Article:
What does 11% and 63% actually mean when we study the phase diagram for a two component system made up of phenol and water?

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What does 11% and 63% actually mean when we study the phase diagram for a two component system made up of phenol and water?

Chemistry
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Starting at the point a, equivalent to a system containing 100% water (pure water) at 50oC, the addition of known increments of phenol to a fixed weight of water, the whole being maintained at 50oC, will result in the formation of a single liquid phase until the point b is reached, at which a minute amount of a second phase appears. As we prepare mixtures containing increasing quantities of phenol, that is, as we proceed across the diagram from point b to point c, we form systems in which the amount of the phenol-rich phase continually increases. At the same time, the amount of the water-rich phases decreases. Once the total concentration of phenol exceeds 63%, at 50oC, a single phenol-rich liquid phase is formed. The maximum temperature at which the two-phase region exists is termed the critical temperature. http://physicalpharmacy1424.blogspot.com/2013/06/practical-2-phase-diagram-mutual.html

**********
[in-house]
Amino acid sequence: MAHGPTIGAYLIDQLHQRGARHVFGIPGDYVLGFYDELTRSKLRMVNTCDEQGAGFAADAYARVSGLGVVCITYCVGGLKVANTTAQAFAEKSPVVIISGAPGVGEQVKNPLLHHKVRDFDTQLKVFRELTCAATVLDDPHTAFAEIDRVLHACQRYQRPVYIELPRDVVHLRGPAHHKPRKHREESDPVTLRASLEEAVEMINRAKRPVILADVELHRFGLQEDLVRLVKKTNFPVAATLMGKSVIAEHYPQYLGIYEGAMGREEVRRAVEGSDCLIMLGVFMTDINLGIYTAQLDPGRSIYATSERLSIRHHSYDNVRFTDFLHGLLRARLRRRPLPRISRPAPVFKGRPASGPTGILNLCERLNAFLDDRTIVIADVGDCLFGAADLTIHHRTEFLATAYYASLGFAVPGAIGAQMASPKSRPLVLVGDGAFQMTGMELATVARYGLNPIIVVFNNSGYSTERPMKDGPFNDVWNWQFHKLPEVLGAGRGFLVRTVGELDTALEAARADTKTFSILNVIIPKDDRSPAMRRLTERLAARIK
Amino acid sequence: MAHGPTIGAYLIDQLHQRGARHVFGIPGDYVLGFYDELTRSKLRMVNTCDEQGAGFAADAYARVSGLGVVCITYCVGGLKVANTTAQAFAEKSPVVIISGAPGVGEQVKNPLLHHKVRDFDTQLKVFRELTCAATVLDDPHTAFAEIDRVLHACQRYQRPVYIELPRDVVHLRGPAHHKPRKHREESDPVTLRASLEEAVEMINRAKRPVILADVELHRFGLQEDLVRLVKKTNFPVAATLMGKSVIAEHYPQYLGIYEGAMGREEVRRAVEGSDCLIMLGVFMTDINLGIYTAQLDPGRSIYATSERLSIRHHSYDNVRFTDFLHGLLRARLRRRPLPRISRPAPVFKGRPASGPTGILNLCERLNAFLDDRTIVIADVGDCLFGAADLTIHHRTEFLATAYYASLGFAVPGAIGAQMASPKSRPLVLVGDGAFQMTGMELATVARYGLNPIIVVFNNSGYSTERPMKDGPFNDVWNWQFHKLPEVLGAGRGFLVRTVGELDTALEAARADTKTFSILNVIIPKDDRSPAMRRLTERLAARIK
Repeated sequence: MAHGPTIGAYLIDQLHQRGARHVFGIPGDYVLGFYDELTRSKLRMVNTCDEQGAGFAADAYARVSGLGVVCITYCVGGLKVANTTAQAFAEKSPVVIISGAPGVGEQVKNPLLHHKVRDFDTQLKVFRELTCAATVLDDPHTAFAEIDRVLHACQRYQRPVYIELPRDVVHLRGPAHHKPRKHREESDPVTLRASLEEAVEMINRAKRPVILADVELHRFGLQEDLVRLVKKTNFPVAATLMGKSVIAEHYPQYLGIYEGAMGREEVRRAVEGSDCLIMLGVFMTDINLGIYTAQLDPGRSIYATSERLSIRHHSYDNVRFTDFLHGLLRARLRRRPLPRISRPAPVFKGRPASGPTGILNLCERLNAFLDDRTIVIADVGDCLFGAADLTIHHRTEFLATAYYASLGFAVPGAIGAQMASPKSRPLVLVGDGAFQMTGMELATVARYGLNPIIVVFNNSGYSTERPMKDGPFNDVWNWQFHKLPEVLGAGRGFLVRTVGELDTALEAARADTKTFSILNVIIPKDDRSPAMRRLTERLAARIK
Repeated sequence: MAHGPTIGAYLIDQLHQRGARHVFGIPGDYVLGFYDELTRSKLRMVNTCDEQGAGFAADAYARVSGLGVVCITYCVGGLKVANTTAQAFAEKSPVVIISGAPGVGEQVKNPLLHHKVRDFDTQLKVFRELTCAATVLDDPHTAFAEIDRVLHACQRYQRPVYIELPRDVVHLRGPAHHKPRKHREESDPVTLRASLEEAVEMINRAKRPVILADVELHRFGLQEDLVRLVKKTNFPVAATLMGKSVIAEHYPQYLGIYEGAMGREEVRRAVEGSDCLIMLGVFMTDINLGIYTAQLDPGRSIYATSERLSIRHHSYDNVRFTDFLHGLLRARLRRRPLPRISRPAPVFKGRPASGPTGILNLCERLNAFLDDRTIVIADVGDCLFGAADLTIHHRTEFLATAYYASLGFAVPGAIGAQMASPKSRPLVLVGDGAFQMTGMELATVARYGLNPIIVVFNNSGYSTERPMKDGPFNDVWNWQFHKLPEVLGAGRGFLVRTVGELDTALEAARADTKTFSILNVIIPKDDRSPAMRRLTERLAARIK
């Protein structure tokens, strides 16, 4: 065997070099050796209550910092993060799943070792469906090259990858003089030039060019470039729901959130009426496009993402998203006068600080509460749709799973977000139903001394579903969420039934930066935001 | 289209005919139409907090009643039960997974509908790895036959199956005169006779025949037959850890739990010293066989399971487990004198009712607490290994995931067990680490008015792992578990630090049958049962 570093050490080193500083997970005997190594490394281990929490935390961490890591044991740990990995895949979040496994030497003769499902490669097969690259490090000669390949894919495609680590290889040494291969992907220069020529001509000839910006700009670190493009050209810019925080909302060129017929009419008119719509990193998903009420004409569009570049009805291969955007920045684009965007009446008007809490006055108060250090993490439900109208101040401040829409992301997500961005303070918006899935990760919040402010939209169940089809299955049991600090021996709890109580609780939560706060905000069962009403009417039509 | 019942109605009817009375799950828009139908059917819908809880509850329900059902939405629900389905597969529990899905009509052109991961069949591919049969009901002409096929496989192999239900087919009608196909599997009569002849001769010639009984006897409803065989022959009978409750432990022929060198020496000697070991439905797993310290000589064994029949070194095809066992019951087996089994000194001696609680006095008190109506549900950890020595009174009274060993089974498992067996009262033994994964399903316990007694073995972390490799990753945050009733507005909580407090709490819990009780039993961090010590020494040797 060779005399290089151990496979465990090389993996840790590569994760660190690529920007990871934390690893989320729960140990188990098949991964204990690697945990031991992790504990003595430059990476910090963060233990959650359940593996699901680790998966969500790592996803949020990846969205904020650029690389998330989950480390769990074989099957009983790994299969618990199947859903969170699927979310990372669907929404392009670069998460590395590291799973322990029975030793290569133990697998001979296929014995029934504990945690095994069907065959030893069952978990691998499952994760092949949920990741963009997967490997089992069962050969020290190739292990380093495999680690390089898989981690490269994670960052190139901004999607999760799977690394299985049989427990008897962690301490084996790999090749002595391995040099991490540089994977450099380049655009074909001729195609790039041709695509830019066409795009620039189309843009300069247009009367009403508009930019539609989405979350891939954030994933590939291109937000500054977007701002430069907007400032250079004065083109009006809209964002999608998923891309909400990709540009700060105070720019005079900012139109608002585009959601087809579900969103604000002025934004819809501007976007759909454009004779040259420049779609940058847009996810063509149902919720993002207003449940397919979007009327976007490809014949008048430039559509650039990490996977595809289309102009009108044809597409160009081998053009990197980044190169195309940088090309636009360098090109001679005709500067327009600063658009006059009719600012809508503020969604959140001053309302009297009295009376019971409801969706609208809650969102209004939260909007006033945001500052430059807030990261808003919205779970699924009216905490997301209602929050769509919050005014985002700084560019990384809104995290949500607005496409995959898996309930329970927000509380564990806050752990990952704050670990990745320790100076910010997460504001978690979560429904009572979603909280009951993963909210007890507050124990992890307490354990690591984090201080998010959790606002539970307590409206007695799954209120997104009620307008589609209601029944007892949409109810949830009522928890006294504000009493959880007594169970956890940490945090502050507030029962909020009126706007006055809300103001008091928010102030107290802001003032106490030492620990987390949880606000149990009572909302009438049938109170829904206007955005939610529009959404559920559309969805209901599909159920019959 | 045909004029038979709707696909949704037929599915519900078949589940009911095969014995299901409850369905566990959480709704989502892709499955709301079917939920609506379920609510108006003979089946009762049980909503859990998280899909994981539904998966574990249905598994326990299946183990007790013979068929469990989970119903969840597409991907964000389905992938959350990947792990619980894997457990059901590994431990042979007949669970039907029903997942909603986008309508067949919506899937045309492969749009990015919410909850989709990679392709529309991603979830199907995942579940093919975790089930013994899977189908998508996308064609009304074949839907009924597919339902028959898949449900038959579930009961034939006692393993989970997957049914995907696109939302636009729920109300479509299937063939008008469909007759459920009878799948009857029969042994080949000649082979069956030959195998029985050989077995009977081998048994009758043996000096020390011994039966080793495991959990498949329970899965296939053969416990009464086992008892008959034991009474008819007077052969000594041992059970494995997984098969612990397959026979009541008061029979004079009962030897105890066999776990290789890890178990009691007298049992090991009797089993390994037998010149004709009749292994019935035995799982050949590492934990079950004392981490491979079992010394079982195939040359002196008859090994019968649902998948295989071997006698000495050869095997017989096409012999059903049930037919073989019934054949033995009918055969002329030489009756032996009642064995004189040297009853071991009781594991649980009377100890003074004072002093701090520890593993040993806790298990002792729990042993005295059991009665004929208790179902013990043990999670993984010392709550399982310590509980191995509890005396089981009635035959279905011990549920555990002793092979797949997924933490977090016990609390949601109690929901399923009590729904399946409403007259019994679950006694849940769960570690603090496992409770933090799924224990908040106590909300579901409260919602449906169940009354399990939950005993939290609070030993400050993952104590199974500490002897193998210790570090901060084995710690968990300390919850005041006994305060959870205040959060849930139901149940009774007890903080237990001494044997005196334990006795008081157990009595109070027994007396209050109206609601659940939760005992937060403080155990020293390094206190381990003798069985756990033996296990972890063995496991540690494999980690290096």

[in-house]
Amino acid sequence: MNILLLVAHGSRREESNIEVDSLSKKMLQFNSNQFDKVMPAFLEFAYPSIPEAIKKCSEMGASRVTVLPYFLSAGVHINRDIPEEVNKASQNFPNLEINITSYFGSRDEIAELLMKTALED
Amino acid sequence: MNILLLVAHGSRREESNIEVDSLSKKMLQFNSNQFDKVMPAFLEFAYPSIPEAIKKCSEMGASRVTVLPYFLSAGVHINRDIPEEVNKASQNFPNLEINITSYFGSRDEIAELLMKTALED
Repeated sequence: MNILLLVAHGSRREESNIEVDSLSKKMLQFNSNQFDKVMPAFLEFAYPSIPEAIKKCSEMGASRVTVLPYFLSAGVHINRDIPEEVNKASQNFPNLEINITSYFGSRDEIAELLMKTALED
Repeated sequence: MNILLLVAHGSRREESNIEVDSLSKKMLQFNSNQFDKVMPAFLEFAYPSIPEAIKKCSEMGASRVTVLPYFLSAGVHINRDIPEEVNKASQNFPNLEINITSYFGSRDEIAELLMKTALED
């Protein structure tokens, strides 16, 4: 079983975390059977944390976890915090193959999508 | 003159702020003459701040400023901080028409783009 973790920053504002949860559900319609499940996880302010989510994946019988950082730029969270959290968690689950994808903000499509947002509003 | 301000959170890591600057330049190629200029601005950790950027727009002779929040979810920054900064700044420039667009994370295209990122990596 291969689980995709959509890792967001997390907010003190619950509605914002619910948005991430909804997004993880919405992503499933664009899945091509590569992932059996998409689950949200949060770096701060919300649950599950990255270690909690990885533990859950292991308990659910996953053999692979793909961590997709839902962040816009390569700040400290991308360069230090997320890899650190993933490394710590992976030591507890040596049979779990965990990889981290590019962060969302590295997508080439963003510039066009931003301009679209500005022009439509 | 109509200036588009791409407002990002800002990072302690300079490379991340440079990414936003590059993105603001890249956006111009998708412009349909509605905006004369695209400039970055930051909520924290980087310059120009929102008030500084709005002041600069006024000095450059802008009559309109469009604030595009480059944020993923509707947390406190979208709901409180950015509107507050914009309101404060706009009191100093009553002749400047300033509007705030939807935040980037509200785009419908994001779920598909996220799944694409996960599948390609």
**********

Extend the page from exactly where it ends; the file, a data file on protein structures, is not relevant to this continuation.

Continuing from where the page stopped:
In few words I can said that beloww 11% of phenol in the mix or above 63% of phenol you will see only one phase at 50C. Between these two values 11-63% you will be able to see a two phase system.

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